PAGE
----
I suddenly became so in-tune with my emotions when I found R+. It made me notice the little things in life are the biggest accomplishments. It caused me to realize that every little thing I did mattered and made an impact. One of the biggest things I didn’t expect when switching to R+ was the hardest struggle of letting go of old habits; to stop using punishment, force, and control. Even though I didn’t *want* to use it anymore, it still overpowered me at times and drug me back into my old self. But when that did happen, it put me in an emotional breakdown. The simplest thing like pulling on the lead rope or reverting to little punishment at times caused me SO much stress and anxiety. I was an emotional wreck, but I had to hide it because no one around me understood my feelings. No one knew the war that was going on inside of me — the war from trying to escape my “old self” to enter my “new self”.
It was the hardest thing to handle because it set back Ryan’s trust he had towards me. I didn’t know what to do when I did revert back; I bawled and bawled about my one second reaction that had caused so much damage. But as we continued to train, those moments started meaning less; they started to have small meaning to Ryan because our relationship and trust was so strong that the frequent good moments overpowered the occasionally bad ones. Although, I still sometimes struggle with this today, it happens less and less every time. I can’t remember the last time I went back to my old self and used physical punishment. The time between events when I use punishment or force spread out more and more each time and instead of happening every couple weeks, they happen every few months. There is hope and you will let go of those old habits; believe in yourself and never give up!
This brings me to the most important topic and probably the hardest for most people: giving up riding and the competition world for R+. When I knew I had to restart Ryan over from the ground to be able to get back on him where he would be in a state of peace, it was a huge struggle to wrap my brain around. “I’m not going to be able to ride my horse for months.” It broke my heart at first, BUT... as we started training and I saw how happy he was, riding and competition started to fade out of my thoughts. The feeling of having a spirited and willing horse overpowered all of my own desires. But, there were/still are times when I struggle with the fact that I can’t show anytime soon. The fact that I can’t go into that atmosphere and experience the thrill running through the field at a full gallop still breaks my heart. But what breaks my heart even more was the way I was doing it. Yes, I loved it, but did Ryan? Was Ryan calm and content at shows and performing with choice or was he anxious and overwhelmed while being forced into performance? The knowledge that I have gained about horse behavior and learning theory cannot be forgotten or “avoided” at times. I can’t go back into thinking that a swishing tail or a speedy horse means their “excited” or a run out at a fence means they got “lazy”. I CAN’T undo what I have learned. I CAN’T unsee certain things because of the knowledge I have recently accumulated on this sport and horses.
So yes, I loved showing, but look where I am now... I have a true loving and trusting relationship with my horses; the bonds are unbreakable and that matters way more to me than going to a show. The rush I used to get when going to a show is now triggered by the little or big things we accomplish in training. R+ has made me realize that riding isn’t everything; I have learned that it’s not what made me happy because as I look back in what I thought was happiness during schooling, I was sad. I was sad I was treating my horse in such a harsh and controlling way. But I didn’t know any different so I thought it was the only way and therefore made me “happy.”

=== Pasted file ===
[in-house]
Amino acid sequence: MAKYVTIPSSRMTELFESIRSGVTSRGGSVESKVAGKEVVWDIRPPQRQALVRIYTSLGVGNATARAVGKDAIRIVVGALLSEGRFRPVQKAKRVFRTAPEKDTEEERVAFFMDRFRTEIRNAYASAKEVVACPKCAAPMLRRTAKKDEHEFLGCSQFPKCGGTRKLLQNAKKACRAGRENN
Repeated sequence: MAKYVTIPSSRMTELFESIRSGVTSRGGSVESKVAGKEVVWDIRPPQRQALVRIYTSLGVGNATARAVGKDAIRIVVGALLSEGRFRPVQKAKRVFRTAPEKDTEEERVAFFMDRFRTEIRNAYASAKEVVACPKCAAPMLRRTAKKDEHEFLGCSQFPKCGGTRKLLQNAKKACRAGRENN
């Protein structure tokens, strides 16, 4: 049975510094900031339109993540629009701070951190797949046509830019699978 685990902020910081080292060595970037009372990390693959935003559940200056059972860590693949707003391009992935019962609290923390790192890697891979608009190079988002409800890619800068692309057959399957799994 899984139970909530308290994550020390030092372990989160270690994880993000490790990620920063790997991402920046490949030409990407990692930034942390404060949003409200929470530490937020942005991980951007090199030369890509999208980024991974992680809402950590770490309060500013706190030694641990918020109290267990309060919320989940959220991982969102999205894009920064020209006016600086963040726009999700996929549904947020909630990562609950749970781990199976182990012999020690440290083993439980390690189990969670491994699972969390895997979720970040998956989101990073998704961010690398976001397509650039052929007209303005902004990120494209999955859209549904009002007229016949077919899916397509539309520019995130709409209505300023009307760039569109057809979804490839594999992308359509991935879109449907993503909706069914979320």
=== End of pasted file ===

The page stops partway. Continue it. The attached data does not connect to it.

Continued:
As I look on life now, this is what I consider true happiness; this is what I call thriving in something that I love. I have a honest and open two way communication system with my horses and that means the world to me; that overpowers anything else. In times of self doubt and struggles where I feel like I don’t make any progress in training, I just remember the journey; what can I take from this to improve my skills for the future? That’s what matters most.
Positive reinforcement has taught me an abundance amount of patience. I had to have patience with Ryan and myself; I had to wait for the day that Ryan said yes on his own. It was a bumpy ride to get there, but the destination came sooner than it felt. It was the beginning of a wonderful journey and if you can get through the first couple months of being patient and content while waiting for great things, then your improving patience skills will carry out into your training from there. You will have a lot more recognition for time and will be thankful for the hard and long journeys as well as the easy and short ones.
Although I am still not able to ride, I honestly don’t care. One day we will get there no matter how long it takes. What matters to me is that Ryan is properly physically and mentally prepared under saddle work. A lot of physical and behavioral/mental damage was done to him during his 20 years of traditional training and riding, so I am being patient with myself and him so that he can one day be ridden without force. As long as I have patience, everything is possible.
To wrap all of this up, I guess I want to say that positive reinforcement and clicker training has changed my life. Change can be a scary and horrible experience or it can be an encouraging and strength building opportunity, but it is up to you to decide how you want to live the change. You can either sink into depression and anxiety or you can take the challenges and turn them into a learning experience, allowing them to open a way to grow and evolve to become a better person, a better trainer, and a better horse owner. It is always hard to choose the second option because it is difficult to make light of a dark situation, but it is possible to pull yourself out and turn it around into a tunnel full of light. I was in a dark tunnel for months drowning in my own depression and anxiety from Ryan’s injuries and not being able to ride or do anything with my horse. But, I later found a way to make light of the situation and pull my myself up with the strength of faith, I found R+.
In the tunnel full of darkness, I was able to bring light into the atmosphere with the help of hope, joy, and peace pushing me through to a new chapter in my life. Once I took hold of the situation, I could fully embrace the change that was occurring, I was able to find the true meaning and reason behind my struggles. I encourage you to always take hold of the situation and fully take in your surroundings, find a way to change that will allow you to become a better person that will help change the world.